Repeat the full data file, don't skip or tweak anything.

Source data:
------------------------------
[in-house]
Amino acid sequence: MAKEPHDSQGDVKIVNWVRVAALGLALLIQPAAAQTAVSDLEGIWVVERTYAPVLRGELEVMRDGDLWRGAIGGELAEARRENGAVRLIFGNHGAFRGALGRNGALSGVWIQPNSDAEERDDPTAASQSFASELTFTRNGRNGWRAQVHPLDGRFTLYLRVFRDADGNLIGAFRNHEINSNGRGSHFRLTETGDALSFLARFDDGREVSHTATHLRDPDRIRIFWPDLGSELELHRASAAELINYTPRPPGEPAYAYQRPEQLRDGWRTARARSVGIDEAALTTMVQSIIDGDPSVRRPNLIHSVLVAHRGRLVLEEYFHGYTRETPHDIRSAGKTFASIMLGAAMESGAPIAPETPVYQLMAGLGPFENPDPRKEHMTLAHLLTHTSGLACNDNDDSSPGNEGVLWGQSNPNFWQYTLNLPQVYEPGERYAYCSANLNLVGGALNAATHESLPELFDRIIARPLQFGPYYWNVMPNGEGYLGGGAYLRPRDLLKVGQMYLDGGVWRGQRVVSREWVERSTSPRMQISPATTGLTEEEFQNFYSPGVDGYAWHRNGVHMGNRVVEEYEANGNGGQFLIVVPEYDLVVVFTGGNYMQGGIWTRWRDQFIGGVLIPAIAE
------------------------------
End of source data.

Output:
[in-house]
Amino acid sequence: MAKEPHDSQGDVKIVNWVRVAALGLALLIQPAAAQTAVSDLEGIWVVERTYAPVLRGELEVMRDGDLWRGAIGGELAEARRENGAVRLIFGNHGAFRGALGRNGALSGVWIQPNSDAEERDDPTAASQSFASELTFTRNGRNGWRAQVHPLDGRFTLYLRVFRDADGNLIGAFRNHEINSNGRGSHFRLTETGDALSFLARFDDGREVSHTATHLRDPDRIRIFWPDLGSELELHRASAAELINYTPRPPGEPAYAYQRPEQLRDGWRTARARSVGIDEAALTTMVQSIIDGDPSVRRPNLIHSVLVAHRGRLVLEEYFHGYTRETPHDIRSAGKTFASIMLGAAMESGAPIAPETPVYQLMAGLGPFENPDPRKEHMTLAHLLTHTSGLACNDNDDSSPGNEGVLWGQSNPNFWQYTLNLPQVYEPGERYAYCSANLNLVGGALNAATHESLPELFDRIIARPLQFGPYYWNVMPNGEGYLGGGAYLRPRDLLKVGQMYLDGGVWRGQRVVSREWVERSTSPRMQISPATTGLTEEEFQNFYSPGVDGYAWHRNGVHMGNRVVEEYEANGNGGQFLIVVPEYDLVVVFTGGNYMQGGIWTRWRDQFIGGVLIPAIAE